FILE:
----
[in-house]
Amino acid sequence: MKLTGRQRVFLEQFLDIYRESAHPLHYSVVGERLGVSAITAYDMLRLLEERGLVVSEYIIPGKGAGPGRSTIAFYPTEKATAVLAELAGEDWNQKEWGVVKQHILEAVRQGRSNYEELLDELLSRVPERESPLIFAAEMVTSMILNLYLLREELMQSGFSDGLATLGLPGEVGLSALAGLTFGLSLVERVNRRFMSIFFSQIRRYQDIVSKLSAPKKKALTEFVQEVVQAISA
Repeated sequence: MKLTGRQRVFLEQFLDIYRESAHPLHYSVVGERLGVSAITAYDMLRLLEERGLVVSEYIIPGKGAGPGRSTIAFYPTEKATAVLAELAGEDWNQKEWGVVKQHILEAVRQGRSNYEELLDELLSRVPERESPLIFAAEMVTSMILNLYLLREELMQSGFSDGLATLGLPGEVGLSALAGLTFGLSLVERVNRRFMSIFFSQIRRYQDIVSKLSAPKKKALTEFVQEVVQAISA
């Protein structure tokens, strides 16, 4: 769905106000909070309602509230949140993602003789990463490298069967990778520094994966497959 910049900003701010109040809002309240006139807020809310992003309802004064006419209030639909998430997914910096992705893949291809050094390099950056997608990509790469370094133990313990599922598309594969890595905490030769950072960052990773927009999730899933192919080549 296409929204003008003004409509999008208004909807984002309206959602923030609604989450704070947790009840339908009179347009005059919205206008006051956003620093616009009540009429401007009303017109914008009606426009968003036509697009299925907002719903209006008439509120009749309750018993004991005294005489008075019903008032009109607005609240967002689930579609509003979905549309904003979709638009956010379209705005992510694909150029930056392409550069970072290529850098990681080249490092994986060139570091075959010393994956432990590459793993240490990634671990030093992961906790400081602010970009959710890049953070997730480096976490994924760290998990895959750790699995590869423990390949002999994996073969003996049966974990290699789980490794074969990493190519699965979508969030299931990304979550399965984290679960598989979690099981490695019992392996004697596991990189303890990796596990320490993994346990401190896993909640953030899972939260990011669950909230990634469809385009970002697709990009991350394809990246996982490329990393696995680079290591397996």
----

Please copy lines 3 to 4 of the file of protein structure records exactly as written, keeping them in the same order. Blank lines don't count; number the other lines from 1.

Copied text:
Repeated sequence: MKLTGRQRVFLEQFLDIYRESAHPLHYSVVGERLGVSAITAYDMLRLLEERGLVVSEYIIPGKGAGPGRSTIAFYPTEKATAVLAELAGEDWNQKEWGVVKQHILEAVRQGRSNYEELLDELLSRVPERESPLIFAAEMVTSMILNLYLLREELMQSGFSDGLATLGLPGEVGLSALAGLTFGLSLVERVNRRFMSIFFSQIRRYQDIVSKLSAPKKKALTEFVQEVVQAISA
């Protein structure tokens, strides 16, 4: 769905106000909070309602509230949140993602003789990463490298069967990778520094994966497959 910049900003701010109040809002309240006139807020809310992003309802004064006419209030639909998430997914910096992705893949291809050094390099950056997608990509790469370094133990313990599922598309594969890595905490030769950072960052990773927009999730899933192919080549 296409929204003008003004409509999008208004909807984002309206959602923030609604989450704070947790009840339908009179347009005059919205206008006051956003620093616009009540009429401007009303017109914008009606426009968003036509697009299925907002719903209006008439509120009749309750018993004991005294005489008075019903008032009109607005609240967002689930579609509003979905549309904003979709638009956010379209705005992510694909150029930056392409550069970072290529850098990681080249490092994986060139570091075959010393994956432990590459793993240490990634671990030093992961906790400081602010970009959710890049953070997730480096976490994924760290998990895959750790699995590869423990390949002999994996073969003996049966974990290699789980490794074969990493190519699965979508969030299931990304979550399965984290679960598989979690099981490695019992392996004697596991990189303890990796596990320490993994346990401190896993909640953030899972939260990011669950909230990634469809385009970002697709990009991350394809990246996982490329990393696995680079290591397996």